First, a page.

Peter Miyamoto, associate professor of piano, once endured a three-hour lesson about three lines of music. It was grueling, but he says, “I learned everything I know about music in that one lesson.” From an early age, he has devoted time, energy, talent, and passion to piano performance, and the hard work is paying off.
COLUMBIA, Mo. – In the 1970s, ecologists published results from one of the first whole-forest ecosystem studies ever conducted in Hubbard Brook, New Hampshire. In the paper, scientists reported that salamanders represent one of the largest sources of biomass, or food, of all vertebrates in the forest landscape.
When Philip Jen joined the faculty in the Division of Biological Sciences in the mid-1970s, he received a mere $2,000 to kick-start his research on bat sonar systems. With those scant funds, he was able to generate the data he needed to land a prestigious five-year career grant from the National Institutes of Health and then even more federal grants.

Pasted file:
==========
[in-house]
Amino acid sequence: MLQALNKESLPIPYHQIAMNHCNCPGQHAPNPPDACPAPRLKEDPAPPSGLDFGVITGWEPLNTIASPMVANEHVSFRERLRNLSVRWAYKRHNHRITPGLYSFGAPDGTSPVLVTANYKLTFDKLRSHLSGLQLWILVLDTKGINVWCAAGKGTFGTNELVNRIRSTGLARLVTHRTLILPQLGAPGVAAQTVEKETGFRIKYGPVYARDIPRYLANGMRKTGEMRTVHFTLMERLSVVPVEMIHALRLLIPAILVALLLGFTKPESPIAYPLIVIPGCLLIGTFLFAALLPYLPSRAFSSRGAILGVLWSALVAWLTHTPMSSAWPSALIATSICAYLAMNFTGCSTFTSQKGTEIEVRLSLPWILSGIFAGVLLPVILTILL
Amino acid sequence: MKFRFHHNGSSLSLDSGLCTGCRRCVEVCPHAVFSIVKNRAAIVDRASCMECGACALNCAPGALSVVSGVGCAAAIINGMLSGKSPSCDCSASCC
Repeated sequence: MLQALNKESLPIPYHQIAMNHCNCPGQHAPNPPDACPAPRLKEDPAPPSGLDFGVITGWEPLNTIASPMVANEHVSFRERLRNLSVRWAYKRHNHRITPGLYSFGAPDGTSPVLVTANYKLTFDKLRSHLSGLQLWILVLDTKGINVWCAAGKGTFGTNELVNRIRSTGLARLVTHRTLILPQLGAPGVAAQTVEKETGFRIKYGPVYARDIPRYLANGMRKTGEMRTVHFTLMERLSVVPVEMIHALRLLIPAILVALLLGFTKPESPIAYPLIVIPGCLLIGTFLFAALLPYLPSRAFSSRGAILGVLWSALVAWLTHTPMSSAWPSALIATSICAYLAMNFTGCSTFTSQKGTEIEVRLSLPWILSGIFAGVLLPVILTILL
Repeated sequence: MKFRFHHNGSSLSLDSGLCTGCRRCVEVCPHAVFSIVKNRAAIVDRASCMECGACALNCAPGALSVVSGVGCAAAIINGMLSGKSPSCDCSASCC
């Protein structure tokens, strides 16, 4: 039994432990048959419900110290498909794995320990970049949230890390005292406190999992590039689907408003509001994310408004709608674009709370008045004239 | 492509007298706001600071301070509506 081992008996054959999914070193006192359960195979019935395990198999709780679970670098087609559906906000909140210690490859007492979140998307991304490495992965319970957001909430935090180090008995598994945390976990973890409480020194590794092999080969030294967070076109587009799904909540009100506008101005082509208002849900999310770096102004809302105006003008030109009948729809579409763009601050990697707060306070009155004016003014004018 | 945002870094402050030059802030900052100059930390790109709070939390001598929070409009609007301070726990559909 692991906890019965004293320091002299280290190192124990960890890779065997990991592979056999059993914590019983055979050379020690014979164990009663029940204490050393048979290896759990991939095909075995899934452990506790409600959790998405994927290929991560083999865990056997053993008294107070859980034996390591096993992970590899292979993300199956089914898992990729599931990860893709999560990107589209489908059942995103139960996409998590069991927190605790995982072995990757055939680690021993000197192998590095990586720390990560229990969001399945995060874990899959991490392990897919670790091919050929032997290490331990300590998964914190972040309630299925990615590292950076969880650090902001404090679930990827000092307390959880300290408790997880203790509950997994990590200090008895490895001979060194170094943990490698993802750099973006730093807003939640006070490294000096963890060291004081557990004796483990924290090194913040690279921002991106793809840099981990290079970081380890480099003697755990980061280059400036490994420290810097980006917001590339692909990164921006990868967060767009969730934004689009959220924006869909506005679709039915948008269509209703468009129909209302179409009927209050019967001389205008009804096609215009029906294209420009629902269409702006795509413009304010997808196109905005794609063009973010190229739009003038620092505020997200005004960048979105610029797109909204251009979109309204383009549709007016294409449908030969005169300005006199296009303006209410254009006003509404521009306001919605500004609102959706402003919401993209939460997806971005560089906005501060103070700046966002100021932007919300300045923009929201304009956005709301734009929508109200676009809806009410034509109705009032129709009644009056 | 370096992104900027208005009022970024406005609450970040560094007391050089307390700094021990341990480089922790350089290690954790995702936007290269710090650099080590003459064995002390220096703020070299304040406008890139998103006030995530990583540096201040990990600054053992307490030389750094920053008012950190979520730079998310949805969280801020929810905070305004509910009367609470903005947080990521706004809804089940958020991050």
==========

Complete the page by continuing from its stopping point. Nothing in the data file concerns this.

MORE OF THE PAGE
Ancient history scholars and archaeologists are placing bets on who was buried in a massive marble-walled tomb that was recently discovered in northern Greece at Amphipolis. The tomb is the largest ever found in the area and dates between 325 and 300 B.C., not long after Alexander the Great died in 323. Archaeologists are working swiftly to uncover any and all clues in the tomb that may help scholars find out who was buried there.
COLUMBIA, Mo. – Glycogen storage disorders, which affect the body’s ability to process sugar and store energy, are rare metabolic conditions that frequently manifest in the first years of life. Often accompanied by liver and muscle disease, this inability to process and store glucose can have many different causes, and can be difficult to diagnose.
Emily Puckett, a doctoral candidate in the Division of Biological Sciences, has devoted her research to ecological pressures that influence animal populations. Specifically, she uses molecular genetic tools to study the evolution of populations of American black bears. Her dissertation is titled, “Phylogeography and Population Genetics of the American Black Bear (Ursus americanus).” But black bears aren’t Puckett’s only interest, she also loves to dance.